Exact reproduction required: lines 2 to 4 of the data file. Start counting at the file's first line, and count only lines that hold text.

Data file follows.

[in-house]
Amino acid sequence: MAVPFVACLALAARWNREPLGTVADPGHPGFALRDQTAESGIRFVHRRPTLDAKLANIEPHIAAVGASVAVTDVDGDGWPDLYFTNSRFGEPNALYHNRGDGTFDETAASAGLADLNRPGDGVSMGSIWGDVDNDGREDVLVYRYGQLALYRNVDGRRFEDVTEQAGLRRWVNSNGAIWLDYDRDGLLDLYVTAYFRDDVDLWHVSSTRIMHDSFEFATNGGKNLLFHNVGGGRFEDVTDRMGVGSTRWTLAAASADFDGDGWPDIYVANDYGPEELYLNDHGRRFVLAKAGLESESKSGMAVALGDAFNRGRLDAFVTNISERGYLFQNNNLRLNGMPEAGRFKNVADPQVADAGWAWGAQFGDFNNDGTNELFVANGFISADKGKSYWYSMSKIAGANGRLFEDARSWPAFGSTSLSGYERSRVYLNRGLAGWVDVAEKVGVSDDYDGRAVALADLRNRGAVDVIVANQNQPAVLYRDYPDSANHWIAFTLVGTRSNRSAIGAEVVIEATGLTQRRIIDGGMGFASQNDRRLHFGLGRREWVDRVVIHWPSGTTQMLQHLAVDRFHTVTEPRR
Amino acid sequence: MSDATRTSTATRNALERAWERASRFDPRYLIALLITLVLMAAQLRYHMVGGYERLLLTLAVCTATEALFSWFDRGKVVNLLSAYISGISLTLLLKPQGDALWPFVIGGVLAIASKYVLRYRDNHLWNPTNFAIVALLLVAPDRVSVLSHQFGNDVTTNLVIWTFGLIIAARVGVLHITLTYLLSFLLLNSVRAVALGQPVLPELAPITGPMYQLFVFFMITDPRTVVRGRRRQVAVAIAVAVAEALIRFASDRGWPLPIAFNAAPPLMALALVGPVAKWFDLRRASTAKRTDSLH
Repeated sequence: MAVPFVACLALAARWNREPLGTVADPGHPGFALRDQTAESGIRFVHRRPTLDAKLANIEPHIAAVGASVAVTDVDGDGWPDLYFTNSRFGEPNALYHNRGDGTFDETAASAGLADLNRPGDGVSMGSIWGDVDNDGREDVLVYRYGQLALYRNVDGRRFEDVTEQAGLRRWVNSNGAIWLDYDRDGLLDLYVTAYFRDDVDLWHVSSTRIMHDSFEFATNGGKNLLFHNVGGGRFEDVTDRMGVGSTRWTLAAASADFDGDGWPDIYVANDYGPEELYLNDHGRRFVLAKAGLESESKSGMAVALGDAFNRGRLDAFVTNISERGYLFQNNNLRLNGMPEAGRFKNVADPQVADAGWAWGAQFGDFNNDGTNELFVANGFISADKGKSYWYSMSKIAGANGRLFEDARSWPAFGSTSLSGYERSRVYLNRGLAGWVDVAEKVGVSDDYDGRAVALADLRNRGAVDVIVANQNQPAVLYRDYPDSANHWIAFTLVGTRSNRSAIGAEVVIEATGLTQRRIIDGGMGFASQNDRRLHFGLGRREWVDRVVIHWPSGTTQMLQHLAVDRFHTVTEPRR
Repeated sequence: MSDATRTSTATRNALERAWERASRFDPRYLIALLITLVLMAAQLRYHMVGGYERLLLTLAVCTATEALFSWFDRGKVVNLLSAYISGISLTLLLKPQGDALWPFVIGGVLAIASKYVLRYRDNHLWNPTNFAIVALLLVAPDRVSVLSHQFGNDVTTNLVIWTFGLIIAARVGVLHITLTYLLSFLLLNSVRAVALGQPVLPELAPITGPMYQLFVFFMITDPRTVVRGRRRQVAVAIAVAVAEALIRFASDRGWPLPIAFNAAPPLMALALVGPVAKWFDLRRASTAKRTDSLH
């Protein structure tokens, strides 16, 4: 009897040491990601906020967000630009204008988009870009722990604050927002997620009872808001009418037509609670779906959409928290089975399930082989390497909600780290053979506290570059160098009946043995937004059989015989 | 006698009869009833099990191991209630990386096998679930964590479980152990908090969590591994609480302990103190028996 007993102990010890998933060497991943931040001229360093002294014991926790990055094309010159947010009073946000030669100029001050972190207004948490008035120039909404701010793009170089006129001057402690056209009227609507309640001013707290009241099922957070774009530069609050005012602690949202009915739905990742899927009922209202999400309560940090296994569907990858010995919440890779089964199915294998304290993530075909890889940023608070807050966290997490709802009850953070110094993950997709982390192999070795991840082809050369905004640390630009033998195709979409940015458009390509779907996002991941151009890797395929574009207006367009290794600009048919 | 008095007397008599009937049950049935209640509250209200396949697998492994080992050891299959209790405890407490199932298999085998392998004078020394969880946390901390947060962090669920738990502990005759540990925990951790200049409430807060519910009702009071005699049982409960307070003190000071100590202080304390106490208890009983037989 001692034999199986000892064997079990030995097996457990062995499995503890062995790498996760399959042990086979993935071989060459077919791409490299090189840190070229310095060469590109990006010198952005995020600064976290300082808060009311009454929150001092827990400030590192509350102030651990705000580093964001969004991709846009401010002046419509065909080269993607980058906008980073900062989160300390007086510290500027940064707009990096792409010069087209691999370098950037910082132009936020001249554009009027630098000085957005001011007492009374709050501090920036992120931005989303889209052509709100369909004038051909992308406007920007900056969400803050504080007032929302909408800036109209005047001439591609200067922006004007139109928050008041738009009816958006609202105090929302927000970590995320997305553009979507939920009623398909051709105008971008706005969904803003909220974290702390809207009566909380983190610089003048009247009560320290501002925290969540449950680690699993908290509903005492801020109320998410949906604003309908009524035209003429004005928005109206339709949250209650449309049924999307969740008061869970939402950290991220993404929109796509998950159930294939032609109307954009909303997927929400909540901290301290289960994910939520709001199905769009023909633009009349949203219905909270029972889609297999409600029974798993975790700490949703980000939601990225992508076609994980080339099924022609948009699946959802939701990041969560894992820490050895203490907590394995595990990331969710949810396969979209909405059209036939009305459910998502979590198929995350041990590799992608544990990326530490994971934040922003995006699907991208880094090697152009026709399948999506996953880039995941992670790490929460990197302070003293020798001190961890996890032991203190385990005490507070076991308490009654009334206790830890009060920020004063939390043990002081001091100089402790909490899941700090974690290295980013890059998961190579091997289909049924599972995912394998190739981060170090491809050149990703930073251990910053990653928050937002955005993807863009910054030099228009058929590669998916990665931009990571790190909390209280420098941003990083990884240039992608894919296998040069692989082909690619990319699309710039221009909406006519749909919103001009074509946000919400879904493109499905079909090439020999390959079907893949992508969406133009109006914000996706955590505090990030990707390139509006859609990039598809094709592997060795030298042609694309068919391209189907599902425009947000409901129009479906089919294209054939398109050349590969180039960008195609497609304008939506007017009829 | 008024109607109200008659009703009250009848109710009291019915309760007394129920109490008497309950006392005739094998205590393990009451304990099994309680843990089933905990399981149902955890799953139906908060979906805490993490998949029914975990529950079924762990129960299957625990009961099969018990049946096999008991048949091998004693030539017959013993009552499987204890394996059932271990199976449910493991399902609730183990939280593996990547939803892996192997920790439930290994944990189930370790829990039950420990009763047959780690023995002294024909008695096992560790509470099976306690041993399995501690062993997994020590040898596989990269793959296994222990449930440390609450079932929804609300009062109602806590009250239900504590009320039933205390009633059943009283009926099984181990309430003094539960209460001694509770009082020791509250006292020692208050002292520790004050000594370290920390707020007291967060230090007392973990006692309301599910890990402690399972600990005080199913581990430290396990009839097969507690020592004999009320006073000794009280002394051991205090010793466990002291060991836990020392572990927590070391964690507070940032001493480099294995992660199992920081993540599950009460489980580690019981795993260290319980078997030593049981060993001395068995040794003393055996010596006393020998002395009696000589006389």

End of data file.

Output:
Amino acid sequence: MAVPFVACLALAARWNREPLGTVADPGHPGFALRDQTAESGIRFVHRRPTLDAKLANIEPHIAAVGASVAVTDVDGDGWPDLYFTNSRFGEPNALYHNRGDGTFDETAASAGLADLNRPGDGVSMGSIWGDVDNDGREDVLVYRYGQLALYRNVDGRRFEDVTEQAGLRRWVNSNGAIWLDYDRDGLLDLYVTAYFRDDVDLWHVSSTRIMHDSFEFATNGGKNLLFHNVGGGRFEDVTDRMGVGSTRWTLAAASADFDGDGWPDIYVANDYGPEELYLNDHGRRFVLAKAGLESESKSGMAVALGDAFNRGRLDAFVTNISERGYLFQNNNLRLNGMPEAGRFKNVADPQVADAGWAWGAQFGDFNNDGTNELFVANGFISADKGKSYWYSMSKIAGANGRLFEDARSWPAFGSTSLSGYERSRVYLNRGLAGWVDVAEKVGVSDDYDGRAVALADLRNRGAVDVIVANQNQPAVLYRDYPDSANHWIAFTLVGTRSNRSAIGAEVVIEATGLTQRRIIDGGMGFASQNDRRLHFGLGRREWVDRVVIHWPSGTTQMLQHLAVDRFHTVTEPRR
Amino acid sequence: MSDATRTSTATRNALERAWERASRFDPRYLIALLITLVLMAAQLRYHMVGGYERLLLTLAVCTATEALFSWFDRGKVVNLLSAYISGISLTLLLKPQGDALWPFVIGGVLAIASKYVLRYRDNHLWNPTNFAIVALLLVAPDRVSVLSHQFGNDVTTNLVIWTFGLIIAARVGVLHITLTYLLSFLLLNSVRAVALGQPVLPELAPITGPMYQLFVFFMITDPRTVVRGRRRQVAVAIAVAVAEALIRFASDRGWPLPIAFNAAPPLMALALVGPVAKWFDLRRASTAKRTDSLH
Repeated sequence: MAVPFVACLALAARWNREPLGTVADPGHPGFALRDQTAESGIRFVHRRPTLDAKLANIEPHIAAVGASVAVTDVDGDGWPDLYFTNSRFGEPNALYHNRGDGTFDETAASAGLADLNRPGDGVSMGSIWGDVDNDGREDVLVYRYGQLALYRNVDGRRFEDVTEQAGLRRWVNSNGAIWLDYDRDGLLDLYVTAYFRDDVDLWHVSSTRIMHDSFEFATNGGKNLLFHNVGGGRFEDVTDRMGVGSTRWTLAAASADFDGDGWPDIYVANDYGPEELYLNDHGRRFVLAKAGLESESKSGMAVALGDAFNRGRLDAFVTNISERGYLFQNNNLRLNGMPEAGRFKNVADPQVADAGWAWGAQFGDFNNDGTNELFVANGFISADKGKSYWYSMSKIAGANGRLFEDARSWPAFGSTSLSGYERSRVYLNRGLAGWVDVAEKVGVSDDYDGRAVALADLRNRGAVDVIVANQNQPAVLYRDYPDSANHWIAFTLVGTRSNRSAIGAEVVIEATGLTQRRIIDGGMGFASQNDRRLHFGLGRREWVDRVVIHWPSGTTQMLQHLAVDRFHTVTEPRR